Now, that's a really practical device a lot of shops can actually use. I'd love to see the source code but I can understand it not being there. You could actually market the device. What transducer did you use? I like the fact that you made it look good by putting the lettering on the front panel. It shows you didn't just make it for yourself. Good work.
I agree. Seems like a very practical idea. I'm curious, though. In hydraulic ram press applications in the past, how was the force calculated? Mr. Nauman mentions counting the number of pumps on a handle. Was the calulation really that crude?
The force is simply the hydraulic pressure times the surface area of the cross section of the ram. The pressure transducer was calibrated in the laboratory and the instrumentation amp gain is set to allow maximum range for the A/D converter in the PIC. The PIC does the simple E.U. conversion to provide the LCD display with actual pounds force exerted by the ram.
The schematic was drawn in Sunstones free printed circuit board design program, PCB123. PCB123 does not allow any format other than theirs. The only way to transmit the schematic to design news was via a screen capture and a JPG conversion. If you want an electronic version, I will be happy to email anyone a copy. But PCB123 does not allow any format other than theirs, so you will have to download PCB123 to be able to open it. If you are interested, email me and I will send you a schematic and the code for the PIC. If you plan to build one, I would be happy to program the PIC for you if you don't have the means to do so.
This is cool. I built my own 50-ton shop press using old fork-lift rails and would love to have this gadget.
However - Seems like there's some confusion here over relatively simple concepts. Such as equating the number of pumps on the handle to force? Doesn't the number of pumps equate to the volume of oil going into the ram which would equate to distance of ram travel? I would have simply gone to Excel; created a nice laminated graph correlating pressure to force and taped it to the press.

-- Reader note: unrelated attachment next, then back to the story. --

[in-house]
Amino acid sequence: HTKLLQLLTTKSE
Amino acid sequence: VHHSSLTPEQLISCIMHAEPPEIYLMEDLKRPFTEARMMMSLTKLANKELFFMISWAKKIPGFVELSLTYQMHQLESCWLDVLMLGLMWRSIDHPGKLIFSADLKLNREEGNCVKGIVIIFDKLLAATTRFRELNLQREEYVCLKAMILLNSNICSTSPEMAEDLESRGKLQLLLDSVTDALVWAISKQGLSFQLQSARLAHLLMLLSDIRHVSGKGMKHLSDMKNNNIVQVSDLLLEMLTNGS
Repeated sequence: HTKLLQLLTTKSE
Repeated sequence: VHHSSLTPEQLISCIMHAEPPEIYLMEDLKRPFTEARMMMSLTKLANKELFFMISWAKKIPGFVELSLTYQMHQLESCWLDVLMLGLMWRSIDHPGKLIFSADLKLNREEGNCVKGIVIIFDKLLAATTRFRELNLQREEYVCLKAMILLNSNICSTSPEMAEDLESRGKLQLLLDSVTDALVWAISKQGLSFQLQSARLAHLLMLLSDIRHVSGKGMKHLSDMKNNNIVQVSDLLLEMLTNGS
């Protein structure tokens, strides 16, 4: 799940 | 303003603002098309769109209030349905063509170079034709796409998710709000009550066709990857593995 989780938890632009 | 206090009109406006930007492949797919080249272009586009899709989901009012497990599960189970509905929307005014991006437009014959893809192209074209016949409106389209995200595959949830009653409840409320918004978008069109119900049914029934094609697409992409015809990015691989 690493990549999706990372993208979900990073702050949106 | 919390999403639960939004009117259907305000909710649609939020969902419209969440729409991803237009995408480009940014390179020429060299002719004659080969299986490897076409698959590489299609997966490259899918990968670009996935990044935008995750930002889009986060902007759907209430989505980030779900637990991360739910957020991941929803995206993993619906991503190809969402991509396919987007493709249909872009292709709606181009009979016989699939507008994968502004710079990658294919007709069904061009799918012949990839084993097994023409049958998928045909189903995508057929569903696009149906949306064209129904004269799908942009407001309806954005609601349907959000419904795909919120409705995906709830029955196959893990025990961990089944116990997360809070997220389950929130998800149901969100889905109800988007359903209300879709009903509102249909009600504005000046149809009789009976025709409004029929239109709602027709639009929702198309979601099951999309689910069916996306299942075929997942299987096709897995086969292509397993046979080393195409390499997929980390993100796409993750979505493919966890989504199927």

Adding a device to precisely measure the travel distance of the ram could be useful.
In the "old days" a pressure gauge was used, located similarly to the pressure transmitter in this application. On some rams, the gauges were calibrated in lbs (or Tons), rather than psig, or sometimes both. I don't recall ever seeing one with a settable pointer, but that would be an obvious useful feature.
I needed a set of jacks made with pressure gauges like this once. We used them to check the compression force of springs on packaging equipment in several plants. We planned on calibrating them so we knew the force/PSI reading, and then using a table. But a little work by our supplier let us select a hydraulic jack that had a cylinder area close enough to 1" that we could just take the gauge reading in PSI and read it as lbs force. We confirmed it with a force gauge in the shop, and it was bang on.
In our third annual contest, Design News and Allied Electronics are going to crown a winner in early 2016 for the best reader gadget submission this year, and once again, you, the readers, are the judges!
The Attack Dyno brings car enthusiasts an attack timer and dynamometer in a small, portable package with the ability to output vehicle torque, speed, horsepower, 1/4 mile times, 0-60 mph acceleration times, ambient air temperature, and more.
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